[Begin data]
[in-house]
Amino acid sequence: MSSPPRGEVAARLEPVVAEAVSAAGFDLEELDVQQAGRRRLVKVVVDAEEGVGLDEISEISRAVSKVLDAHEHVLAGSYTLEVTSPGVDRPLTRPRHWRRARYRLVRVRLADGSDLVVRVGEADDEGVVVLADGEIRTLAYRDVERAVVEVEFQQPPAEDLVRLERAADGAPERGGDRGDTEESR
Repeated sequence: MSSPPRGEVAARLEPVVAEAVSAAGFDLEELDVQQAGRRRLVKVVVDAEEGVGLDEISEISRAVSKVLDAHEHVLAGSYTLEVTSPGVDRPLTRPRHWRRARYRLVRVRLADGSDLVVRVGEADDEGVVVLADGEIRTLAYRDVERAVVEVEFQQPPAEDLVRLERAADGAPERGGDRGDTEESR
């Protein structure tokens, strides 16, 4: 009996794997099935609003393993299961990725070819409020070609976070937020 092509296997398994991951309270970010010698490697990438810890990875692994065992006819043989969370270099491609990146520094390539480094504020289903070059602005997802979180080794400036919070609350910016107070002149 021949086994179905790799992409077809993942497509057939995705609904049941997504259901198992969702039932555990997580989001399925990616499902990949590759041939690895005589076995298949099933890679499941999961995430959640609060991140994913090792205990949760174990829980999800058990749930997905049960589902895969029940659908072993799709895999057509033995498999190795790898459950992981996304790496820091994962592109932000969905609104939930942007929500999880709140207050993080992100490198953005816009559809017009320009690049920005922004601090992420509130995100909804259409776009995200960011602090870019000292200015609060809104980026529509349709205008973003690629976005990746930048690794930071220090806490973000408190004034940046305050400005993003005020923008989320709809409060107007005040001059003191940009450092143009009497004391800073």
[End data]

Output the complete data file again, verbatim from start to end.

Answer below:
[in-house]
Amino acid sequence: MSSPPRGEVAARLEPVVAEAVSAAGFDLEELDVQQAGRRRLVKVVVDAEEGVGLDEISEISRAVSKVLDAHEHVLAGSYTLEVTSPGVDRPLTRPRHWRRARYRLVRVRLADGSDLVVRVGEADDEGVVVLADGEIRTLAYRDVERAVVEVEFQQPPAEDLVRLERAADGAPERGGDRGDTEESR
Repeated sequence: MSSPPRGEVAARLEPVVAEAVSAAGFDLEELDVQQAGRRRLVKVVVDAEEGVGLDEISEISRAVSKVLDAHEHVLAGSYTLEVTSPGVDRPLTRPRHWRRARYRLVRVRLADGSDLVVRVGEADDEGVVVLADGEIRTLAYRDVERAVVEVEFQQPPAEDLVRLERAADGAPERGGDRGDTEESR
């Protein structure tokens, strides 16, 4: 009996794997099935609003393993299961990725070819409020070609976070937020 092509296997398994991951309270970010010698490697990438810890990875692994065992006819043989969370270099491609990146520094390539480094504020289903070059602005997802979180080794400036919070609350910016107070002149 021949086994179905790799992409077809993942497509057939995705609904049941997504259901198992969702039932555990997580989001399925990616499902990949590759041939690895005589076995298949099933890679499941999961995430959640609060991140994913090792205990949760174990829980999800058990749930997905049960589902895969029940659908072993799709895999057509033995498999190795790898459950992981996304790496820091994962592109932000969905609104939930942007929500999880709140207050993080992100490198953005816009559809017009320009690049920005922004601090992420509130995100909804259409776009995200960011602090870019000292200015609060809104980026529509349709205008973003690629976005990746930048690794930071220090806490973000408190004034940046305050400005993003005020923008989320709809409060107007005040001059003191940009450092143009009497004391800073």